China is rapidly conquering the world’s wine market. According to the report of the international analytical agency International Wine & Spirit Research (IWSR), within three years China will be number two worldwide in wine sales, behind the US. There are several reasons and consequences for this, according to RT Channel.
Wine consumption in China is growing rapidly. The IWSR predicts that by 2020 the Chinese wine market will be second only to the US, but ahead of the current leaders, UK and France. “The Chinese middle class is growing, and with it the demand for quality foreign wine. According to Wang Zuming, director of the China Alcoholic Beverages Association, “in the first half of 2017, China bought 254 million hectoliters of wine for a total amount of US$1.146 billion or 13.9% in terms of quantity and 3.34% in terms of quality compared to the same period of last year. In the next three years, we will undeniably be number two in the world wine market.”
Besides wine sales and consumption, capital Beijing could top the list in the area of vineyard size, ie double the size of the current leader Spain. Currently, Beijing is the largest importer of red wine and the sixth largest consumer of wine produced in the world (17.3 million hectoliters). According to experts, with a population of 1.379 billion people, China’s potential is immense. Within three years, sales in the country are expected to reach 6.1 billion hectoliters per year.
One of the reasons for the break-neck speed of wine trade in China is the consumer preferences of the Chinese population, which exert considerable influence on the global wine market. To date, France holds 42.6% of the Chinese wine market, 10.2% less than last year. On the other hand, Australian and Chilean wines appreciated by the Chinese show a stable increase, ie 25.1% and 10.5% of the market, respectively. The activity of Australia and Chile is due to the signing with China of free trade treaties. According to Tim Hunt of Rabobank’s Agriculture and Food Department, “For five years Australian wine imports into China have been growing by 10% a year. Of course, the future of Australia’s wine exports lies in the hands of China.”
Increasing demand in Asia positively impacts the overall situation in the wine industry. Economist, journalist, and wine market expert Mike Veseth aptly stated that “Over the last 50 years, wine consumption in the Old Continent has been considerably reduced, while rising demand in North America and Asia offsets these negative trends. Today, the global wine market is finally in equilibrium after a long period of excess supply and insufficient demand.”
Only the United States will post higher wine imports than China over the next three years. At the beginning of the 90s, the American market was already in the sixth position, but in 2016 it rose at the top. According to IWSR and Vinexpo experts, wine retailing in the US will increase by 11% (up to $ 38.6 billion) by 2020, double that of its closest competitor, the UK. In the UK, the high demand for sparkling wine will be leveled by the loss of interest in still wines. This is especially true with Brexit, which is currently a market sensitive to changes and uncertainty, thus will be threatened by rising prices.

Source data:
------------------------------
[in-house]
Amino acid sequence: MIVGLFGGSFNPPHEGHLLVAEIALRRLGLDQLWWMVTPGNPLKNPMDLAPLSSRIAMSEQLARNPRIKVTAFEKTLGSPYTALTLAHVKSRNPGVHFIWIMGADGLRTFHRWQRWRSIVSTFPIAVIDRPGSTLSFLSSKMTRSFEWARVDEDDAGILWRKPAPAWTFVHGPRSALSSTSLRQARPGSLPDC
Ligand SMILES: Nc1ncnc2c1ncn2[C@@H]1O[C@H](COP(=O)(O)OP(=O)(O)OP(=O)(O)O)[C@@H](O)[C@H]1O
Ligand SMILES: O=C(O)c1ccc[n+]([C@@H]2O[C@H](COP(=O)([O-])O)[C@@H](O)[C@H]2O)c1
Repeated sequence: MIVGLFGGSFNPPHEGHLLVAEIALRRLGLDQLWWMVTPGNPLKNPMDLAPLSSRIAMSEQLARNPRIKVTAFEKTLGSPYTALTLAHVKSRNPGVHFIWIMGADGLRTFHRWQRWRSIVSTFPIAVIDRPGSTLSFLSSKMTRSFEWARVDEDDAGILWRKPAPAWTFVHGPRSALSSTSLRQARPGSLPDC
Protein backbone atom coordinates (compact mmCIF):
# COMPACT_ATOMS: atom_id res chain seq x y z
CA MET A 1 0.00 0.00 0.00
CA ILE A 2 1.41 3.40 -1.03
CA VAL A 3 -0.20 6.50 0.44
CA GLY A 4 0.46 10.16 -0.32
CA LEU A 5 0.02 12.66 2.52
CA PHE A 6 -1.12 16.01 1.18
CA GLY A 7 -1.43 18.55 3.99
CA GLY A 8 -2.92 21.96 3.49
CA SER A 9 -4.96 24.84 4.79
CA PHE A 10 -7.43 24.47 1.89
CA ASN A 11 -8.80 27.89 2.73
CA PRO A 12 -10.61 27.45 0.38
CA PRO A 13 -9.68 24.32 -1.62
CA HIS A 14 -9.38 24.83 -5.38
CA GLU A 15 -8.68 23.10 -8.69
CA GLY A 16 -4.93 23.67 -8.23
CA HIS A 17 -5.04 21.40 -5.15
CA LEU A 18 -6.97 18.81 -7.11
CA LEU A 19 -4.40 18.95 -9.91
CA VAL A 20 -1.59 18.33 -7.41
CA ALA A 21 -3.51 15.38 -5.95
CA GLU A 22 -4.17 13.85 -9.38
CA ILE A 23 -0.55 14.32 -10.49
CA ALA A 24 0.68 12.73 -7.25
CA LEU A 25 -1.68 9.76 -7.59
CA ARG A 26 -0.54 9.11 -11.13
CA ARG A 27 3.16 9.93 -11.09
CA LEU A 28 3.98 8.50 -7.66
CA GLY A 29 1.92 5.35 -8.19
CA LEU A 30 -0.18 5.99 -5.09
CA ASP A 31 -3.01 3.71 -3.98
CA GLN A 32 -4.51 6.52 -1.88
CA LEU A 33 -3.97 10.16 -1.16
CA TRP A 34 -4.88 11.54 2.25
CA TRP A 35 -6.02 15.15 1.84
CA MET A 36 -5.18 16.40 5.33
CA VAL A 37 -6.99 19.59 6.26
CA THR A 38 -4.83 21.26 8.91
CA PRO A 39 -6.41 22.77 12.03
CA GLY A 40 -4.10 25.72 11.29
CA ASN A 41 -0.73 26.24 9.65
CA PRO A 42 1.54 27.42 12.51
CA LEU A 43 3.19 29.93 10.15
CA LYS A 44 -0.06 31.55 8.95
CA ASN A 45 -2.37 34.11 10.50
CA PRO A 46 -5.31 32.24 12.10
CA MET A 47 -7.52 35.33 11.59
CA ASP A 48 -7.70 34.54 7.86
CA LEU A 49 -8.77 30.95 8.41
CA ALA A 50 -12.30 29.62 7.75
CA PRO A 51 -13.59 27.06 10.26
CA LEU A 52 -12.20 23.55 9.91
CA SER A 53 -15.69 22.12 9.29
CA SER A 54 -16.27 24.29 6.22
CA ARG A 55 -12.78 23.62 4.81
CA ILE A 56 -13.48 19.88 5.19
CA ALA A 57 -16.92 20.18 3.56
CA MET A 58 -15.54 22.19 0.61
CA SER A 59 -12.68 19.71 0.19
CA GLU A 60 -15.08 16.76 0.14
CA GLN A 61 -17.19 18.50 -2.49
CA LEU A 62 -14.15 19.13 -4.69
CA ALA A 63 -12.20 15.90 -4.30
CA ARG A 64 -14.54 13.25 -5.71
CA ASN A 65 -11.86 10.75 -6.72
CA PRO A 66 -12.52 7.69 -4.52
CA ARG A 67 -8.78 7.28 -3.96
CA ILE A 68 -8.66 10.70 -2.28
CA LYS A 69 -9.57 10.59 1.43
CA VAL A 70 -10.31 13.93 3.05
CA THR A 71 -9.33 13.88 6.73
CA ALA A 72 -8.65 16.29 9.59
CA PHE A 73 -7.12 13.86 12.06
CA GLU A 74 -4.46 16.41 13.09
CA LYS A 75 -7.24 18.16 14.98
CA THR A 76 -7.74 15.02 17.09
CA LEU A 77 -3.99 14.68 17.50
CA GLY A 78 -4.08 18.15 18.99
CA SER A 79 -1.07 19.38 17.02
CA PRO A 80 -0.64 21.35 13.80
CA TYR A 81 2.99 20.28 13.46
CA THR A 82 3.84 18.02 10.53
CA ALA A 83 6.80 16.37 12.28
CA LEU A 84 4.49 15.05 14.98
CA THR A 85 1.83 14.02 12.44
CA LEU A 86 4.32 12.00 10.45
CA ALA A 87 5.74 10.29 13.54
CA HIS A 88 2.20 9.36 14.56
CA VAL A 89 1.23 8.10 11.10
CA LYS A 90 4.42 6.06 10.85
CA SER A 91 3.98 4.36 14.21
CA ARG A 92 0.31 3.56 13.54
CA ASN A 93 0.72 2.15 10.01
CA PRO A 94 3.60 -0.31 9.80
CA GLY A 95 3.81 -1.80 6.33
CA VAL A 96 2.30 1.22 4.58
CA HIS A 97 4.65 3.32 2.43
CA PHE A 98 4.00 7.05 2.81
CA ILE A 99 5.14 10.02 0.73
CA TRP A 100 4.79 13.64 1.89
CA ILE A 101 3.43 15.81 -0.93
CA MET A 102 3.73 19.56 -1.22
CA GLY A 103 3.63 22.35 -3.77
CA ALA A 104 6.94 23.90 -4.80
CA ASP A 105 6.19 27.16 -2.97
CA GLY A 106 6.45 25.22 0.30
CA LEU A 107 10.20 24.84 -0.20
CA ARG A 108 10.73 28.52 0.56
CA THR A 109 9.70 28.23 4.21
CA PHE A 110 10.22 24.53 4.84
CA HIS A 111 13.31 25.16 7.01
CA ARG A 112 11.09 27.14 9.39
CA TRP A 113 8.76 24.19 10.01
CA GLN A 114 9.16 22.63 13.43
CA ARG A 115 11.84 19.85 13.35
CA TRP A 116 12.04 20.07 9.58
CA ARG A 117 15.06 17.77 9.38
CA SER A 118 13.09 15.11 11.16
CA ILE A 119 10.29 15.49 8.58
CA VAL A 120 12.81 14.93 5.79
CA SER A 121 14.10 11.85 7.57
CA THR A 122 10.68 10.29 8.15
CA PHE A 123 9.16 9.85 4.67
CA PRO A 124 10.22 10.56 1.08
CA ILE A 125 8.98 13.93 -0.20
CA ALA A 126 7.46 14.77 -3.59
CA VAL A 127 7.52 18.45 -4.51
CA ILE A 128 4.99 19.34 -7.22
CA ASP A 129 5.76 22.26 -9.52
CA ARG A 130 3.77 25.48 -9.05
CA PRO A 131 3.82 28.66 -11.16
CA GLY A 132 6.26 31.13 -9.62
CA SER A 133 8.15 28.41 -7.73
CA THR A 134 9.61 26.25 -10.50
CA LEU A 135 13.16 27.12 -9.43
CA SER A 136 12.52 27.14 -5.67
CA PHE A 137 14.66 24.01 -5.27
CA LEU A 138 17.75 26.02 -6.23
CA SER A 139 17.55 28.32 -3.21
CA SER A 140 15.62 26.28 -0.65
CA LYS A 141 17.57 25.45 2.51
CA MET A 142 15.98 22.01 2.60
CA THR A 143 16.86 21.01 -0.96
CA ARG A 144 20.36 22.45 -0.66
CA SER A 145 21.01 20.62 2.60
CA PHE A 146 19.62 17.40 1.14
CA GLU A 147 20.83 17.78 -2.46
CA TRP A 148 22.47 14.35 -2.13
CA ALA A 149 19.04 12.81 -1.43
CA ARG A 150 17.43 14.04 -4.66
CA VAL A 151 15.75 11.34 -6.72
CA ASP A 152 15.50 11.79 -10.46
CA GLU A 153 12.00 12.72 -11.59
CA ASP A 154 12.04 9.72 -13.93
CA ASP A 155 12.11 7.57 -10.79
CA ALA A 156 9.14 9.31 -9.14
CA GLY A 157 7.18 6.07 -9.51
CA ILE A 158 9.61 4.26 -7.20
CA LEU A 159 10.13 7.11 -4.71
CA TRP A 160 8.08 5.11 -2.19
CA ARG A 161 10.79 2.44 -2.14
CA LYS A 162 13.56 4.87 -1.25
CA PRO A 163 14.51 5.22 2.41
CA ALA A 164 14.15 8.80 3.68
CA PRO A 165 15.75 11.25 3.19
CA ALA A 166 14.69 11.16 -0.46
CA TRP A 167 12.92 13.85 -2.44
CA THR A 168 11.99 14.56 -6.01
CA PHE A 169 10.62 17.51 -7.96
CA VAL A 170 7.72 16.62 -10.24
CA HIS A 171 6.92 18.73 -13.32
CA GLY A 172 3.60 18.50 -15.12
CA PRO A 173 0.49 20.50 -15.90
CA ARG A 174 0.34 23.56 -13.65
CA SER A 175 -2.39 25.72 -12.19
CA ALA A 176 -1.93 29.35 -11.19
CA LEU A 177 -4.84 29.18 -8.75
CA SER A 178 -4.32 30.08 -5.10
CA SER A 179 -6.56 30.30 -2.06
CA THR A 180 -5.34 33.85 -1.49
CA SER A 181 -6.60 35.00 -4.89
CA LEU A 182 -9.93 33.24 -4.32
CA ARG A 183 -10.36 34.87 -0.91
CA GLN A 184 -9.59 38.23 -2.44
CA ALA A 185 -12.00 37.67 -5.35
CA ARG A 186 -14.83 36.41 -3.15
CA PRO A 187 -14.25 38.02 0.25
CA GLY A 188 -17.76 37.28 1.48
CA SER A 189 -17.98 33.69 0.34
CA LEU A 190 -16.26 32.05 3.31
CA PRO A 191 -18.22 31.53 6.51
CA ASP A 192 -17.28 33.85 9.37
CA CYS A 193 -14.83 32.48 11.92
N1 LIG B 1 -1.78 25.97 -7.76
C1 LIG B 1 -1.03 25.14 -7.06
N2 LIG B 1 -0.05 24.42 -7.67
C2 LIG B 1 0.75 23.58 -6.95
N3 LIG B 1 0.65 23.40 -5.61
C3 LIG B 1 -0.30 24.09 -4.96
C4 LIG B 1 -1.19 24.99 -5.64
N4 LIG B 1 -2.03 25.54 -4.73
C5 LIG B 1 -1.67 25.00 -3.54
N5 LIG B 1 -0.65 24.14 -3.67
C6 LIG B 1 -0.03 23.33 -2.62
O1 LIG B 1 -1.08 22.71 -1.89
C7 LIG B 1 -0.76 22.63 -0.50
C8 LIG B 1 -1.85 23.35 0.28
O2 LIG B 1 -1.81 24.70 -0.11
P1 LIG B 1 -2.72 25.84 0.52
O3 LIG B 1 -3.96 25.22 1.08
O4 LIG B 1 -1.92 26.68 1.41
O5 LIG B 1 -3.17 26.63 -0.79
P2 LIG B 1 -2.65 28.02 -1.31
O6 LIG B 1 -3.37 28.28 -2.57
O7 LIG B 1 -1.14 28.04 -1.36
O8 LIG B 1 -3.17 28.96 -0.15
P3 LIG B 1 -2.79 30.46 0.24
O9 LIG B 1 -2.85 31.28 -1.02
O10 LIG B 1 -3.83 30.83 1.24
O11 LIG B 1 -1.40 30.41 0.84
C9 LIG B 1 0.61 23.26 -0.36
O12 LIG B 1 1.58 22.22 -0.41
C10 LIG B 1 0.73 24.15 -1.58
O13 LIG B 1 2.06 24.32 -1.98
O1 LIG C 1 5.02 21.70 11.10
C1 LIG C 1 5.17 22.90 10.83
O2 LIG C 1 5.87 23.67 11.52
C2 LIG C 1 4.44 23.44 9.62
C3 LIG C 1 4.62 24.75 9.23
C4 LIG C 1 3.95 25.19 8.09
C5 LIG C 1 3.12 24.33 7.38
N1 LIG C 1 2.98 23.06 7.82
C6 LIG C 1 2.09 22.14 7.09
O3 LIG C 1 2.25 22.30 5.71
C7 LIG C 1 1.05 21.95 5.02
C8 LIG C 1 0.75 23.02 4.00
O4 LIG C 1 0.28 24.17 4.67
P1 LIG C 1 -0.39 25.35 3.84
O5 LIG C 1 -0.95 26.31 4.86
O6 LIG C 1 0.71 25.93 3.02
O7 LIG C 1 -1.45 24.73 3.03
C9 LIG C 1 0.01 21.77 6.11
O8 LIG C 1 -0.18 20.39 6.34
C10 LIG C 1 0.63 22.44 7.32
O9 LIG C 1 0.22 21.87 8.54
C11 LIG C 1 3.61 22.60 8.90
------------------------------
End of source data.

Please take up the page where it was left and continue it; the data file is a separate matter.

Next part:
Apart from Imports
In addition to growing demand, China is boosting the production of its own wine. As of now, according to the IWSR report, the country ranks fifth in the wine country rankings.
In addition, China is the second country behind Spain in terms of area of vineyards (847,000 ha), and ahead of France (785,000 ha). According to experts, since the Chinese government is actively creating the bases of the national wine industry, China could even surpass Spain in five years.
The Climatic Difficulties
As a consequence, however, the climate dictates new rules to winemakers. The Australian newspaper Australian Sun has published the results of a study indicating that climate change could harm territories where grapes are traditionally grown. This could affect primarily France, southern Italy, Spain and northern Argentina.
Professor John Holdren, an environmental specialist, said during the Vinexpo Bordeaux conference that by 2050, the territories that can be used to grow vines will be reduced by 23%. Even today, the land allocated for vineyards continues to grow only in China and New Zealand, while European vineyards are shrinking (down 26,000 ha from 2014).
Between 2012 and 2016 alone, the traditional wine regions of Burgundy and Piedmont (homeland of Barolo wine) have lost almost 50% of harvests due to frost and hail, and this year exports from Argentina have fallen by 18 million liters. Brazilian wine production fell by 55% due to the strengthening of the El Nino current.
Mike Veseth explained that “Of course, climate change is the number one enemy of winemakers, and producers are forced to adapt to it. English wine is a good example of adaptation. Global warming has reduced the quality of champagne produced in France, but at the same time, it has opened the door for British sparkling wine producers. But, undeniably, if the climate continues to change, wine production in the world will shrink significantly.”